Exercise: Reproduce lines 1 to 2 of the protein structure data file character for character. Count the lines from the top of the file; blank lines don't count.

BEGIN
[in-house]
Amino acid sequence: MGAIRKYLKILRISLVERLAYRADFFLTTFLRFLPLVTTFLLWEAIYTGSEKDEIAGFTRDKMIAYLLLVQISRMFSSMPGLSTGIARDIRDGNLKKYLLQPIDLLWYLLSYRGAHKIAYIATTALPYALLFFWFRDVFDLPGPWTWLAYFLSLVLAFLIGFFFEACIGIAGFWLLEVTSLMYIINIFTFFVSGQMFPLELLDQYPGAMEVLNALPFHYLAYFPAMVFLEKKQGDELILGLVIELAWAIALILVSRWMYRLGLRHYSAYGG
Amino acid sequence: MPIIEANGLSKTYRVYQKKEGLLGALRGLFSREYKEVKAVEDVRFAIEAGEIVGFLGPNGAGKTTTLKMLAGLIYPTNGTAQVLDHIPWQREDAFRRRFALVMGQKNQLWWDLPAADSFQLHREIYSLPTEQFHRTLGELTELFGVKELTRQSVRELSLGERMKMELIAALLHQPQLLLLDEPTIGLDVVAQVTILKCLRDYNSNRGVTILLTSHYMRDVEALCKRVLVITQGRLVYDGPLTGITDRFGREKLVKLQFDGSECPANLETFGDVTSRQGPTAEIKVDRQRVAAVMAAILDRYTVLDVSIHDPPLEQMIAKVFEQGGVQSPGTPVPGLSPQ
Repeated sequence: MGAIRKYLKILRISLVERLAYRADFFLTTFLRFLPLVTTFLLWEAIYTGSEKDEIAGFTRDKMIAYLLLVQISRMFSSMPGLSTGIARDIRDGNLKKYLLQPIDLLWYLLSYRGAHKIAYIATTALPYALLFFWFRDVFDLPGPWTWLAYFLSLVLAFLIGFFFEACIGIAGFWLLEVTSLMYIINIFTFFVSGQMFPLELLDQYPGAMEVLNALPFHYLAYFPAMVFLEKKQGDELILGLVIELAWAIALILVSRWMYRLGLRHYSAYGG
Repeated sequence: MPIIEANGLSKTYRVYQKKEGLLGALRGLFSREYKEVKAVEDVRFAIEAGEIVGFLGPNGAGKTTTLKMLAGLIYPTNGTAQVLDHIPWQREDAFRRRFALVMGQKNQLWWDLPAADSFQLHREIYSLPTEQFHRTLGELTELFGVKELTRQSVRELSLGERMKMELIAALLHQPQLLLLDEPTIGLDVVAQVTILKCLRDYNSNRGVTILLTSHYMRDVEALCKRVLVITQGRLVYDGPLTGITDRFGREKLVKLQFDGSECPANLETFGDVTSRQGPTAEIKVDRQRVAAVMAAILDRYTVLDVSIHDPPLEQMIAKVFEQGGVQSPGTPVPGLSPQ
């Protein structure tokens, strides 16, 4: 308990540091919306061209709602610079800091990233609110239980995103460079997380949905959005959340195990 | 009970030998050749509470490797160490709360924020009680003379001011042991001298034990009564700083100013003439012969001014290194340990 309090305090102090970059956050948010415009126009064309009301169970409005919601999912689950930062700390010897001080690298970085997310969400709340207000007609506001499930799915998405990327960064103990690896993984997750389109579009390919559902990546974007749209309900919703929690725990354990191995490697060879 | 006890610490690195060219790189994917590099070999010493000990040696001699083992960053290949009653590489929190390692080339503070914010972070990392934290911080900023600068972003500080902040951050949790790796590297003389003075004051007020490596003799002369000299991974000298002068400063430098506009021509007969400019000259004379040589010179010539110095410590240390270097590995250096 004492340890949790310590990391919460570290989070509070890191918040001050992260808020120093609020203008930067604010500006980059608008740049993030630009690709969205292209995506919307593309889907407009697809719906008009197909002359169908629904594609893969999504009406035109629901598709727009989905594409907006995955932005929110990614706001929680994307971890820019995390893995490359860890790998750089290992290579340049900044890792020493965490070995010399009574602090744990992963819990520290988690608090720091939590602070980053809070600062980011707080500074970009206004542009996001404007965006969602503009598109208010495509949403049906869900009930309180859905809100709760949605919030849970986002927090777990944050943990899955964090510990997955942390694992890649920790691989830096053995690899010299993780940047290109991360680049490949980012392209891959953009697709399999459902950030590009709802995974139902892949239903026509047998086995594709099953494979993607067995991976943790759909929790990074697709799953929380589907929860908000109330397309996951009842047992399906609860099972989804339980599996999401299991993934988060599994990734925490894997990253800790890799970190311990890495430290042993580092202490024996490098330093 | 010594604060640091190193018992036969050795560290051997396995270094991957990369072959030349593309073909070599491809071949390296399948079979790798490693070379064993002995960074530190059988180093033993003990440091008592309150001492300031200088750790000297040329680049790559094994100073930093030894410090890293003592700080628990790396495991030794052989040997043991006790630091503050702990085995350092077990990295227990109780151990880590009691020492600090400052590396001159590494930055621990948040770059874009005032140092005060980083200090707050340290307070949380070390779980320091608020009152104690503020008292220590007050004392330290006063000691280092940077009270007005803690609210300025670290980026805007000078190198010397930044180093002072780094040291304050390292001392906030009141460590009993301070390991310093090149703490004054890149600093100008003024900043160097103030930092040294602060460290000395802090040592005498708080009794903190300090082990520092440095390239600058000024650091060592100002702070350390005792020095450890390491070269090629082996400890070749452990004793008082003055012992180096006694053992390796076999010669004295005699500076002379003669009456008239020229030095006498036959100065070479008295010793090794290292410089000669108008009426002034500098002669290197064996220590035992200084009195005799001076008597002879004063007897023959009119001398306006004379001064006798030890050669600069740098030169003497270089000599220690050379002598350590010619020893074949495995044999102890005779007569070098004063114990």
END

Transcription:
[in-house]
Amino acid sequence: MGAIRKYLKILRISLVERLAYRADFFLTTFLRFLPLVTTFLLWEAIYTGSEKDEIAGFTRDKMIAYLLLVQISRMFSSMPGLSTGIARDIRDGNLKKYLLQPIDLLWYLLSYRGAHKIAYIATTALPYALLFFWFRDVFDLPGPWTWLAYFLSLVLAFLIGFFFEACIGIAGFWLLEVTSLMYIINIFTFFVSGQMFPLELLDQYPGAMEVLNALPFHYLAYFPAMVFLEKKQGDELILGLVIELAWAIALILVSRWMYRLGLRHYSAYGG